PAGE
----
Tuesday, July 13, 2010

Zig, Zag, Zig

This is a graph from Paul Krugman's Inequality and Crises PDF. The trend-line rises to a sharp peak somewhere around 1933, then falls until about 1945, then begins another long rise.

This is my graph of (M2-M1)/M1, or Money in Savings relative to Money in Circulation. This is the graph that shows Monetary Imbalance. It rises to a peak around 1930, falls until 1945, then begins another rise.

This is my graph of Debt per Dollar, or DPD. This is the graph that shows excessive debt. It rises to a peak in 1933, falls to a low in 1947, then begins another long rise.

Total Debt (relative to the quantity of M1 money) follows a pattern very similar to Total Savings (relative to the quantity of M1 money). Both follow a pattern very similar to Krugman's Finance as a Share of GDP.

Savings are the raw material of Finance, and Debt is its product. The three graphs move together because of this relationship.

Should we so desire, U.S. monetary policy can control both the level of Debt and the preponderance of Finance, simply by controlling the relation between Savings and M1 money.

If you think it wise to get debt under control... If you think it a good idea to get Finance under control... Then you must reduce and stabilize the ratio of Savings to Circulating money.

Nothing else will solve our economic problem.


jbpeebles said...

I like the take on Savings as the raw material for finance. What isn't saved can't be available for investment.

The best examples of living this creed are the Asians, who live within their means and the powerful outcome is a society that can build industrial capacity in the short-term because its people don't spend.

Now I guess some like the Thais have a predilection to spend on imports, so we can't generalize. The Chinese however have been excellent savers. Rather than go through banks, their source of loans is actually predicated on multi-generational family support. So maybe the nuclear family and its transient needs have shaped our financial system--great for banks and consumption but hardly as solid as family savings. Why? the reason isn't purely financial: the Chinese can lean on family members, work in their shops and stores, etc.. The more recent Western financial crisis has been one of employment; non-traditional investment systems may encourage greater stability (although the Chinese will be increasingly vulnerable to the business cycle as they industrialize and families nuclearize.)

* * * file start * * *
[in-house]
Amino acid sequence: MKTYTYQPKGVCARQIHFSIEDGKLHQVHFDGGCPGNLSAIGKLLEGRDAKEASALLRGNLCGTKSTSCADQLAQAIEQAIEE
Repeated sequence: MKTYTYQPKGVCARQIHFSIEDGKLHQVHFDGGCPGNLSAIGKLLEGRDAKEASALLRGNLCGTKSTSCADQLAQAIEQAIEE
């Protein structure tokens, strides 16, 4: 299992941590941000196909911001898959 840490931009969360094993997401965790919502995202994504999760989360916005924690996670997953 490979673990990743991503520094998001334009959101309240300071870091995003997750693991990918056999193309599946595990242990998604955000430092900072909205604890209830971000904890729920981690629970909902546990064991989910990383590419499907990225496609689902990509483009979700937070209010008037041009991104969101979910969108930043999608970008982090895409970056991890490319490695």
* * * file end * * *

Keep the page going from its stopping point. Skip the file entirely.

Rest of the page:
Your "Word with Linda" post attests to the absence of money to spend, I'd add a supporting idiom: you can't have your cake and eat it too.

I know it's a trite expression, but it expresses an absolute: that which is spent isn't saved. Now if investment is spending in the end, well, then, that supports consumption, which would appear on the surface to have an impact not dissimilar from simple consumption based on borrowing, a highly consumerist lifestyle. In the end though, investment dollars flow back to the initial investors, who are in the American case Chinese who lend to our financial entities or Fedgov. Who benefits? The investor should, and can build wealth over time. The spender only gains the transient benefit of buying something. This is good, yes, and provides paramount sustenance--or so marketers would have us believe--but the spending is hardly sustaining. In this respect, spending could be viewed as not investing for the future, or a rainy day.

The profiting investors (more and more often Chinese) gain the benefit of interest over the debt, which can generate additional income, savings, and investment, an increasing portion of which stays in China. Which system is better--saving or consuming? Well. every economy needs both and as it turns out saving is the gateway to investing which encourages spending, unless of course the gov't crowds out more productive investment in favor of squandering its spending on things like the war machine, which tend to be inflationary and not much of a spending multiplier. Or savings could go into huge gov't pools like in Japan, and languish at low rates of return, doing nothing to bolster growth.

And there's the vital issue of the debt governments incur if they don't tax enough (or spend beyond their receipts.) Government spending deprives people of the fruit of their labor, money which would almost invariably be better invested and spend if it weren't liberated by the tax man. Gov't borrowing goes a step farther, securitizing future tax receipts and burdening future taxpayers with interest on past debt, an odious practice in times of relative prosperity.

The Arthurian said...

Thanks, JB. I was pretty happy myself with that "raw material" sentence. But I had half an idea the other day, and your comment brings it to the fore: "What isn't saved can't be available for investment."

True enough... but if one dollar is saved, it can be used to create ten or twenty dollars of new loans. So how can it be that there's not enough money available to lend for investment?

Half an idea, as promised.